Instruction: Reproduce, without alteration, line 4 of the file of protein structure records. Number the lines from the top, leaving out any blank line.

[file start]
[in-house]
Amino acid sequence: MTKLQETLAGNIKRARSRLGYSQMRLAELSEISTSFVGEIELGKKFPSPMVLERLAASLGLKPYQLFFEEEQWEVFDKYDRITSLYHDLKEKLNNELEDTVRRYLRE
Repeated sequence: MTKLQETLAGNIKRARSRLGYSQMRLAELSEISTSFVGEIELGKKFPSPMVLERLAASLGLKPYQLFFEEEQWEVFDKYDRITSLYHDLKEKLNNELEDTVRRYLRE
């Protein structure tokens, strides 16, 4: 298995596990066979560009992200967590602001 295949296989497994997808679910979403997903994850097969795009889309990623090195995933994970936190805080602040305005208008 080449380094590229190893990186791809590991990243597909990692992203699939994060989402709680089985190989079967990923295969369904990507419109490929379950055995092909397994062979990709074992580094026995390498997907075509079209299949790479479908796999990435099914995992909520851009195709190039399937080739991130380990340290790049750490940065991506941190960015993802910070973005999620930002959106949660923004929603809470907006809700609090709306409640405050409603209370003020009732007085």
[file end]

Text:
């Protein structure tokens, strides 16, 4: 298995596990066979560009992200967590602001 295949296989497994997808679910979403997903994850097969795009889309990623090195995933994970936190805080602040305005208008 080449380094590229190893990186791809590991990243597909990692992203699939994060989402709680089985190989079967990923295969369904990507419109490929379950055995092909397994062979990709074992580094026995390498997907075509079209299949790479479908796999990435099914995992909520851009195709190039399937080739991130380990340290790049750490940065991506941190960015993802910070973005999620930002959106949660923004929603809470907006809700609090709306409640405050409603209370003020009732007085």